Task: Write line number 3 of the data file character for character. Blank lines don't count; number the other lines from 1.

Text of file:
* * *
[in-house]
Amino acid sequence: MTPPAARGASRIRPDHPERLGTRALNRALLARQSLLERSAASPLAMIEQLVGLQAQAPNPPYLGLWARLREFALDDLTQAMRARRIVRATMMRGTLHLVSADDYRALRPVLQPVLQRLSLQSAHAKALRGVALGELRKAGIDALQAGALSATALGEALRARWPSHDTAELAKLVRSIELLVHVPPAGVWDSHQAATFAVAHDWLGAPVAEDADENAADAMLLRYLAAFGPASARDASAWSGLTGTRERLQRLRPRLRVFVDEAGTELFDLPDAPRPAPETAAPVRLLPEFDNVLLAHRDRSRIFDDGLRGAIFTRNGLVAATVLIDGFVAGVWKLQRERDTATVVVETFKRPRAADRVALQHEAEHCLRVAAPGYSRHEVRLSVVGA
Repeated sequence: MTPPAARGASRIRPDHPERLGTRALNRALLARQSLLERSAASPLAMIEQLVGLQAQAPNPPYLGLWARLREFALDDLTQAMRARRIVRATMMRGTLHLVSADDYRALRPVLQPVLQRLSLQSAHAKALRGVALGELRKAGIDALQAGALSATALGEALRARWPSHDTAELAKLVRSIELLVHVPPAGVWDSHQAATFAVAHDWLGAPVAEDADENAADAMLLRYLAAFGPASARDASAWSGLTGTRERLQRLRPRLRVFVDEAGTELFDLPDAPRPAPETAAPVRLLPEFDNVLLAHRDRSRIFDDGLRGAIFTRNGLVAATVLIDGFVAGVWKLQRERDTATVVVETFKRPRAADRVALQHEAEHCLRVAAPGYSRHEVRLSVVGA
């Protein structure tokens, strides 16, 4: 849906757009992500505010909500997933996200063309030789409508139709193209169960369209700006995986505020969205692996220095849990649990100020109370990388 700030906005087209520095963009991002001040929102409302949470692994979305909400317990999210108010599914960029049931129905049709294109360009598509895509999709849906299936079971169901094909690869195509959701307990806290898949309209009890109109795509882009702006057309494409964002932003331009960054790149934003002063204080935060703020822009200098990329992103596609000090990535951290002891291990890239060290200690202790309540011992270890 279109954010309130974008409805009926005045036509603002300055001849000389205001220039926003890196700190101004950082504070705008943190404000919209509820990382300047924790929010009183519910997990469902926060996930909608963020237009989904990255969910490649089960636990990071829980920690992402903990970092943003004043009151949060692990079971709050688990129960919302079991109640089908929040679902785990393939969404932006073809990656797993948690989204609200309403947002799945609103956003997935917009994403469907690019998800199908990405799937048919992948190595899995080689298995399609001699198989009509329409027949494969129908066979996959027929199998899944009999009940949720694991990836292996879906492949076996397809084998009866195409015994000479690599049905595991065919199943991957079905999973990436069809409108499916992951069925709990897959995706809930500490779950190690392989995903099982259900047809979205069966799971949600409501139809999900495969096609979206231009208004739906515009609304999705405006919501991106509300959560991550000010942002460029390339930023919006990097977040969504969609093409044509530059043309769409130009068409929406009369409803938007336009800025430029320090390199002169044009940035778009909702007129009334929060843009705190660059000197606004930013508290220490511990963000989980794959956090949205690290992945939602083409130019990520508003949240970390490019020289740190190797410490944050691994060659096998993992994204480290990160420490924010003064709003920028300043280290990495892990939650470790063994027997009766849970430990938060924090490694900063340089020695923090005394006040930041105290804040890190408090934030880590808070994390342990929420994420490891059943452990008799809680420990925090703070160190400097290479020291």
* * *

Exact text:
Repeated sequence: MTPPAARGASRIRPDHPERLGTRALNRALLARQSLLERSAASPLAMIEQLVGLQAQAPNPPYLGLWARLREFALDDLTQAMRARRIVRATMMRGTLHLVSADDYRALRPVLQPVLQRLSLQSAHAKALRGVALGELRKAGIDALQAGALSATALGEALRARWPSHDTAELAKLVRSIELLVHVPPAGVWDSHQAATFAVAHDWLGAPVAEDADENAADAMLLRYLAAFGPASARDASAWSGLTGTRERLQRLRPRLRVFVDEAGTELFDLPDAPRPAPETAAPVRLLPEFDNVLLAHRDRSRIFDDGLRGAIFTRNGLVAATVLIDGFVAGVWKLQRERDTATVVVETFKRPRAADRVALQHEAEHCLRVAAPGYSRHEVRLSVVGA